In Conclusion:

Corporations, supported by NGOs and governments, have profound shared values and our society cannot mitigate pressing social, economic and environmental issues without adapting to the realities of our planet and enlisting support from conscious-driven consumers.


  • Years of Living Dangerously: Showtime documentary series about the human impact on climate change
  • *Scientists: Belinda Arunarwati Margono, Fred Stolle: Nature Climate Change
  • **World Resources Institute
  • ***FAO Global Resources Assessment 2010

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2 Responses

  1. Hi Samantha – thanks for the post.  

    This is a complex subject you’ve chosen to get involved with but an extremely important one for sure.  My first reaction is that we should be separating the issues of poverty and local use of forest resources with that of the business side driving demand for these goods.  Living locally off of the forest, from what I have seen, does not cause nearly as much damage as full scale deforestation by firms.  True, poverty is at play here, but that is such a large catch all phrase.  That said, firms, if required to do so, also are the ones with the capacity to re-forest, whereas locals would have to see it in their interest to replant (and not leave it to natural reproduction).  But those two groups – locals and firms – should be disaggregated in the conversation since the incentives causing the forest use come from two different places.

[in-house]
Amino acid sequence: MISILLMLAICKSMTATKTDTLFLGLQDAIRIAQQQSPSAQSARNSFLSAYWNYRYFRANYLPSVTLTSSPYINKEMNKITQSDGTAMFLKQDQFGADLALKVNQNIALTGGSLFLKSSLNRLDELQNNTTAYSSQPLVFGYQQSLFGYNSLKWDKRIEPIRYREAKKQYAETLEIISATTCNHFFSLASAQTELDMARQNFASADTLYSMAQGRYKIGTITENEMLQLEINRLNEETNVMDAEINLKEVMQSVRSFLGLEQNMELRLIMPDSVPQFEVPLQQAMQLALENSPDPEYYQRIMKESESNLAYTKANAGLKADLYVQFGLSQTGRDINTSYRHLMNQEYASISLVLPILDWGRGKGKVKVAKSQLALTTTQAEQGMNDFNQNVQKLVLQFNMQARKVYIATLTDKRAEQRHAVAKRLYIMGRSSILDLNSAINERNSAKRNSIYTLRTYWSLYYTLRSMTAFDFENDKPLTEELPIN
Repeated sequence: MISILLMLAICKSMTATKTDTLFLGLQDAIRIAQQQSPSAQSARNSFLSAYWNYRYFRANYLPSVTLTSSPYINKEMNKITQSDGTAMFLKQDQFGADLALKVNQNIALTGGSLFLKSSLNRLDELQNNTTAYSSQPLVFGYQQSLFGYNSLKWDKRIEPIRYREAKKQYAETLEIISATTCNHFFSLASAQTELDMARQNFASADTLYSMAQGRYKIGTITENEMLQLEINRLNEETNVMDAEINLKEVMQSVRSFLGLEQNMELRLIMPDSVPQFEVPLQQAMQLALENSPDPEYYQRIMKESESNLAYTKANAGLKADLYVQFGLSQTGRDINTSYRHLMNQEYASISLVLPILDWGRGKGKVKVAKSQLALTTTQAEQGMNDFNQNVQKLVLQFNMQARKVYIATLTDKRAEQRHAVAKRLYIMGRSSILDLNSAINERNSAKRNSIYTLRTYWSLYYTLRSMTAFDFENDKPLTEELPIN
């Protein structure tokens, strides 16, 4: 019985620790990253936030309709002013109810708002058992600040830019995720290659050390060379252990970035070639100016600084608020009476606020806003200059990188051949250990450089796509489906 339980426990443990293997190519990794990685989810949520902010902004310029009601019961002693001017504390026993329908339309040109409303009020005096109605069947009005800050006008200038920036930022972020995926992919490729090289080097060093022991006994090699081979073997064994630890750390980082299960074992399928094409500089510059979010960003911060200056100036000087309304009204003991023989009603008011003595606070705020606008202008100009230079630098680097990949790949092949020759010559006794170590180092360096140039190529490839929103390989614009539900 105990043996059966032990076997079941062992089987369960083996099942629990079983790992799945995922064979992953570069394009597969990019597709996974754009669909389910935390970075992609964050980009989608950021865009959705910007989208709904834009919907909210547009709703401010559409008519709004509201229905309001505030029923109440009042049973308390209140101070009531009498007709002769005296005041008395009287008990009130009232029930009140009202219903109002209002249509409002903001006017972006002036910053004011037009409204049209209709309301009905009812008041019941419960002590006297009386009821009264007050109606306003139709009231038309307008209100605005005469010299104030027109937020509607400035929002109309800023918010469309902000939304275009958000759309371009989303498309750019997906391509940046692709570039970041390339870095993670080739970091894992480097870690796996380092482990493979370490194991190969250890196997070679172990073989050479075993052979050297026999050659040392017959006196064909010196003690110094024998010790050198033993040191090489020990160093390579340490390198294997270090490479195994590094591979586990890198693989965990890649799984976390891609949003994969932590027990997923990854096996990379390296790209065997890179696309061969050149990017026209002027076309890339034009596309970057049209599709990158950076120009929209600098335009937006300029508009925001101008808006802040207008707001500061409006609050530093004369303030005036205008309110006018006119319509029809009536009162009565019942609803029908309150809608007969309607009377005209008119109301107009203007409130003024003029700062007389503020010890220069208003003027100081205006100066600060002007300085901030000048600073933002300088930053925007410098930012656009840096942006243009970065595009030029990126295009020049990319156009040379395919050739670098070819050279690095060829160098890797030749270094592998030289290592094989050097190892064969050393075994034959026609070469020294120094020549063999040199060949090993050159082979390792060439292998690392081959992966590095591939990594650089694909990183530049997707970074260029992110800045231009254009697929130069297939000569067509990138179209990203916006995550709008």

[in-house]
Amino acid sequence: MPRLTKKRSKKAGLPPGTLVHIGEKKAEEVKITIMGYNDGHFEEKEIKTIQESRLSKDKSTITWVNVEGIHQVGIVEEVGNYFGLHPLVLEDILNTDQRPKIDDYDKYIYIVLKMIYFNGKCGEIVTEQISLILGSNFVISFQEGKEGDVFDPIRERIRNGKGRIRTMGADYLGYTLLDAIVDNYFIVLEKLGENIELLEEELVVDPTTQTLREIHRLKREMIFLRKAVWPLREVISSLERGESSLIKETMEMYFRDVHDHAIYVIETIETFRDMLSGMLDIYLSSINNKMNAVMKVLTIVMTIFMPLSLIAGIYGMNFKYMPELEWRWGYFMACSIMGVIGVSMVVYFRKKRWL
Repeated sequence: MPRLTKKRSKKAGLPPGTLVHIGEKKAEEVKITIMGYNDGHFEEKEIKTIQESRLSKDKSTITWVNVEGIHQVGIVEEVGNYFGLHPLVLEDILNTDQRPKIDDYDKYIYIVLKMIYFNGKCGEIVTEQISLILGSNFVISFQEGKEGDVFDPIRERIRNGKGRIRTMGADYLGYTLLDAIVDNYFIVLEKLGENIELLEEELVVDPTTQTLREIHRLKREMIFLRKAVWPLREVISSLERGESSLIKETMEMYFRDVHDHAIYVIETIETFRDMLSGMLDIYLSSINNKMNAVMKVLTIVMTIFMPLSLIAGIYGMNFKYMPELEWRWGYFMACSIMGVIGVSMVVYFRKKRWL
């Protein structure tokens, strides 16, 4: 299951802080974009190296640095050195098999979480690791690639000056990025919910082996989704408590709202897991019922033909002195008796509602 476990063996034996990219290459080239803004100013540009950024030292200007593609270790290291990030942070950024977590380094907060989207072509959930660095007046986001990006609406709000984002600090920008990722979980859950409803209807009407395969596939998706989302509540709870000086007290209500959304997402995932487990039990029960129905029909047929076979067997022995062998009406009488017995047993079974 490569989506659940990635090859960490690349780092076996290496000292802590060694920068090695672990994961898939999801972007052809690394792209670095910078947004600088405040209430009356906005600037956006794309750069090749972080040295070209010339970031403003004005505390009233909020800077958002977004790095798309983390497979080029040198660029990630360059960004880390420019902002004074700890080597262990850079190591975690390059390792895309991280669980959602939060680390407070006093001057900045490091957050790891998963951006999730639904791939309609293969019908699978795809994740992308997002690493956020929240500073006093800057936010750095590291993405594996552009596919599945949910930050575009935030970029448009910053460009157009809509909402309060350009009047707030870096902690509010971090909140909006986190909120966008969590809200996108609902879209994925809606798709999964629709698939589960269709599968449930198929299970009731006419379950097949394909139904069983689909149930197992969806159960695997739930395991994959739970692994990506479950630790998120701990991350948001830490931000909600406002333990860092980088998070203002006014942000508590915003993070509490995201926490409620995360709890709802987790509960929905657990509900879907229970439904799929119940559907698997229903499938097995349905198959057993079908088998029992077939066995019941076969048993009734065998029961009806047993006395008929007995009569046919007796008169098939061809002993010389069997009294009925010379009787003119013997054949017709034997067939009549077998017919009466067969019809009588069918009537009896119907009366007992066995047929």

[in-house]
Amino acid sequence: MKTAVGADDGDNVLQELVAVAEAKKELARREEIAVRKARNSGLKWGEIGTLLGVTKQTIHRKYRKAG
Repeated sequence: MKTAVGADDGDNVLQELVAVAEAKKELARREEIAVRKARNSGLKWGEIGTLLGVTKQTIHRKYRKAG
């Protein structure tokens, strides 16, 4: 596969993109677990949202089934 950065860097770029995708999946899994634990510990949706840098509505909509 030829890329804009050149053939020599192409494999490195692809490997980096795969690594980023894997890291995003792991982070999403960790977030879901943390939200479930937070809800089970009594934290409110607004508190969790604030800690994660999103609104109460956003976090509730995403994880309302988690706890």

The other bigger picture statement that came across when I read this was that all the ‘realities’ are focused on nature (or the natural environment) – none focused on the human, social, economic, nor political.  The governance of these forests is just as much the issue as the loss of them; and the people using the forest also an important contributor to the solution.  The cultural norms surrounding forests, the livelihoods in relation to them, and the industrious uses of forests all are part of this puzzle.  It just seems to me the research is overly focused on the euphoric ideal of what a forest should be, and not incorporating the other aspects.  I am just as much a conservationist and environmentalist, however, the analysis seems it could be broadened, particularly with the ‘realities’ section.    

    Also, the idea of coming together to address deforestation is not new.  The ongoing problem continues to be corruption or put another way, a limited view that forests deliver other benefits other than income. Corruption is such a significant challenge for a couple of reasons (there are more, of course, but this is what I’ll focus on).  Forestry differs from other extractive industries because the decentralized nature of the forestry industry, and its low technological entry point – unlike oil which is centralized (in deposits) and takes a lot of capital to extract.  But the overarching idea I believe, in relation to corruption, is the idea that transparency and making sure information is given to locals about how their forests are managed (or not) should be more widely distributed.  I’ve written about this in the past, see here:  http://talkaboutfoodjb.files.wordpress.com/2013/08/final-paper-timb… 

    *Kishor and Damania offer a good analysis in “Crime and Justice in the Garden of Eden”

    So the question of ‘shared value’ here seems like it is already in place:  locals get their income through deforestation and environmentally unsound practices, corporations get their timber at reduced rates (even with bribes and concessions), and the government official gets his/her payment.  The only stakeholder not account for is the ‘outside’ entity or foreigner which sees this as a larger global issue connecting us all.  That said, I’m not sure shared value is the model we should be employing here – possibly another one?